Fifty years ago Friday, the President of the United States was shot and killed in Dallas and some of the schoolchildren in segregated schools throughout the South cheered the news.
Children cheered in Oxford, recalled Lloyd Gray, the editor of the Northeast Mississippi Daily Journal, who was a fourth-grader there.
Children cheered in Columbus, said Birney Imes, the publisher of The Dispatch, who was a junior high student at Joe Cook Junior High.
It happened throughout the South.
It wasn’t as though entire classrooms rose in one voice to celebrate the tragedy. By most accounts, it was the reaction of a handful of children, who cheered, then quickly fell silent, as though they were embarrassed, perhaps even surprised, at their spontaneous reaction to the news.
But the fact remains, a president was shot and the first reaction of some children was to cheer.
That seems hard to fathom today.
Or does it?
For all of the progress that has been made, I wonder if, were the unthinkable to happen today, some of our schoolchildren might react much as those schoolchildren did on the afternoon of Nov. 22, 1963.
In the years since JFK, all presidents have had their share of bitter critics. Some have been despised and over the years the respect that was normally accorded to office of the President of The United States of America has disintegrated.
But there is a level of hatred reserved for Barack Obama that hasn’t been witnessed in this country since JFK and before that, Abraham Lincoln.
Some Americans may have wanted Nixon or Reagan or Clinton or Bush driven out of office, but those who openly wished for their deaths were confined to psychotics who lived on the ragged edges of the political sphere.
But the hatred that manifested itself in the impulsive cheers of children upon first hearing of JFK’s shooting in Dallas was not confined to the deranged few, especially not in Mississippi.
It had been a little more than a year since Kennedy sent in federal troops to squash the riots that had broken out in Oxford in the immediate aftermath of James Meredith’s enrollment as the first black student at the University of Mississippi on Oct. 1, 1962.
Kennedy’s decision to send in federal troops was widely viewed a humiliation among white Mississippians, who bitterly opposed integration. It was a breach of state sovereignty and a slap in the face to the people. Well, it was a slap in the face to the white people, who were then the only people who mattered.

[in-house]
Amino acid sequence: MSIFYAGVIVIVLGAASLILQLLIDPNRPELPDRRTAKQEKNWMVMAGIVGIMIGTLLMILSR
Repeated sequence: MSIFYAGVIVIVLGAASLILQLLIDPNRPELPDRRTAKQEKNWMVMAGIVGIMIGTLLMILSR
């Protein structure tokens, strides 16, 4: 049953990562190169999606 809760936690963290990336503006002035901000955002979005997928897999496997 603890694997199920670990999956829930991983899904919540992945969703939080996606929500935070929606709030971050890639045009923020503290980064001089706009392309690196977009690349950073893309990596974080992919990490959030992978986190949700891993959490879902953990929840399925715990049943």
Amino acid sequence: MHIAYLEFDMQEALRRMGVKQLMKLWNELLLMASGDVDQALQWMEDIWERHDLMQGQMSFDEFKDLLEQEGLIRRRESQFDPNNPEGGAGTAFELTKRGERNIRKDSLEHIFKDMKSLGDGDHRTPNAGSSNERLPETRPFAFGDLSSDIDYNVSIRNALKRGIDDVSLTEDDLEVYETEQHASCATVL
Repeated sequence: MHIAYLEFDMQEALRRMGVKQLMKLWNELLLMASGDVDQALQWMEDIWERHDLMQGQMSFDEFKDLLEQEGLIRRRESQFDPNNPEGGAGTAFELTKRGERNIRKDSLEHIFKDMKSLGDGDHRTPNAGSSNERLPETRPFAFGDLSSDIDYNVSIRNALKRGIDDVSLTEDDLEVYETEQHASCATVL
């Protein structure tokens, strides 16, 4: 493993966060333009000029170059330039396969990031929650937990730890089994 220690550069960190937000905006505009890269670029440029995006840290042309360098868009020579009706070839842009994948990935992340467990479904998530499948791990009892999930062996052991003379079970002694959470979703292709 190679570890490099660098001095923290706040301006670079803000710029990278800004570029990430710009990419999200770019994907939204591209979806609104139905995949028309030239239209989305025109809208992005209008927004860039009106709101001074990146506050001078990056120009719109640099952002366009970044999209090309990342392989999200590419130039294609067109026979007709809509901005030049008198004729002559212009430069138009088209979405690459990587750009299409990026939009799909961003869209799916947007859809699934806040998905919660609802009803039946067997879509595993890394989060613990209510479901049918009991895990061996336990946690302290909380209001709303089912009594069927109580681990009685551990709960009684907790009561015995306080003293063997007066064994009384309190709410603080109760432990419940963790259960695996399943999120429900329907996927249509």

While Kennedy, a liberal Catholic from Massachusetts, was never popular among white Mississippians, it wasn’t until the troops descended on Oxford that he became a figure of burning resentment, even hatred.
And so it was, on that awful November day, children too young to understand why their president should be hated, hated him anyway and cheered the tragedy, if only for a fleeting instant.
Are things so different today?
There is a segment of our country that actively believes Obama not only isn’t an American, but is decidedly anti-American. Considered from a view that can only be described as a function of paranoia, every policy has an ulterior motive, every act is a willful effort to destroy the Constitution and each move, no matter how innocuous it might appear, is a progression down the slippery slope to tyranny. The government isn’t simply inept, unresponsive or misguided: The Government is the enemy and Obama is the head of that government. Past presidents have been despised for being dishonest, immoral, inept or even pawns. But they have not been perceived as the enemy. That status was once reserved for JFK and is now affixed to Obama.
Fifty years ago, children who had learned to hate a president at their parents’ knee cheered when an assassin found his mark.
I am not at all certain a similar event would not evoke a similar response today.
It was shameful in 1963.
That it could occur today, 50 years later, is all the more shameful.
Slim Smith is a columnist and feature writer for The Dispatch. His email address is [email protected]